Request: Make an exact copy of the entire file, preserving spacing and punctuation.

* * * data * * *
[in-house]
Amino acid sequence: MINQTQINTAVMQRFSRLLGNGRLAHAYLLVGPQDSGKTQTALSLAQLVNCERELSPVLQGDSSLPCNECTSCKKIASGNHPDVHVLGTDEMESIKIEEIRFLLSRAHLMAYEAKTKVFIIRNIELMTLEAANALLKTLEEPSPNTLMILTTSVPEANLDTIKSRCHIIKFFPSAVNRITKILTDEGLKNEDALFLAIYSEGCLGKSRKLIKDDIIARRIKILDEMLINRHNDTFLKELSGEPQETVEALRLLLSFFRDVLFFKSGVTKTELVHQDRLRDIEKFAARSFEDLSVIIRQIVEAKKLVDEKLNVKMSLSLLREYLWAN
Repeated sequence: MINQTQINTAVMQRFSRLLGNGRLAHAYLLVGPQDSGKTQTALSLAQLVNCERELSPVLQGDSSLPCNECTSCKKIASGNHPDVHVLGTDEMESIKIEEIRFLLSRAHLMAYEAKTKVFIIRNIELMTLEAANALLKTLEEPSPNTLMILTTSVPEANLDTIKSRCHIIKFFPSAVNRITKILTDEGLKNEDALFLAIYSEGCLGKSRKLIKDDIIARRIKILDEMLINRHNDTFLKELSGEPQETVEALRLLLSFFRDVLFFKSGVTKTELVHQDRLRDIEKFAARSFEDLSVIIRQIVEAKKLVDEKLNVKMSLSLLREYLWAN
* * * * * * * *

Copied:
[in-house]
Amino acid sequence: MINQTQINTAVMQRFSRLLGNGRLAHAYLLVGPQDSGKTQTALSLAQLVNCERELSPVLQGDSSLPCNECTSCKKIASGNHPDVHVLGTDEMESIKIEEIRFLLSRAHLMAYEAKTKVFIIRNIELMTLEAANALLKTLEEPSPNTLMILTTSVPEANLDTIKSRCHIIKFFPSAVNRITKILTDEGLKNEDALFLAIYSEGCLGKSRKLIKDDIIARRIKILDEMLINRHNDTFLKELSGEPQETVEALRLLLSFFRDVLFFKSGVTKTELVHQDRLRDIEKFAARSFEDLSVIIRQIVEAKKLVDEKLNVKMSLSLLREYLWAN
Repeated sequence: MINQTQINTAVMQRFSRLLGNGRLAHAYLLVGPQDSGKTQTALSLAQLVNCERELSPVLQGDSSLPCNECTSCKKIASGNHPDVHVLGTDEMESIKIEEIRFLLSRAHLMAYEAKTKVFIIRNIELMTLEAANALLKTLEEPSPNTLMILTTSVPEANLDTIKSRCHIIKFFPSAVNRITKILTDEGLKNEDALFLAIYSEGCLGKSRKLIKDDIIARRIKILDEMLINRHNDTFLKELSGEPQETVEALRLLLSFFRDVLFFKSGVTKTELVHQDRLRDIEKFAARSFEDLSVIIRQIVEAKKLVDEKLNVKMSLSLLREYLWAN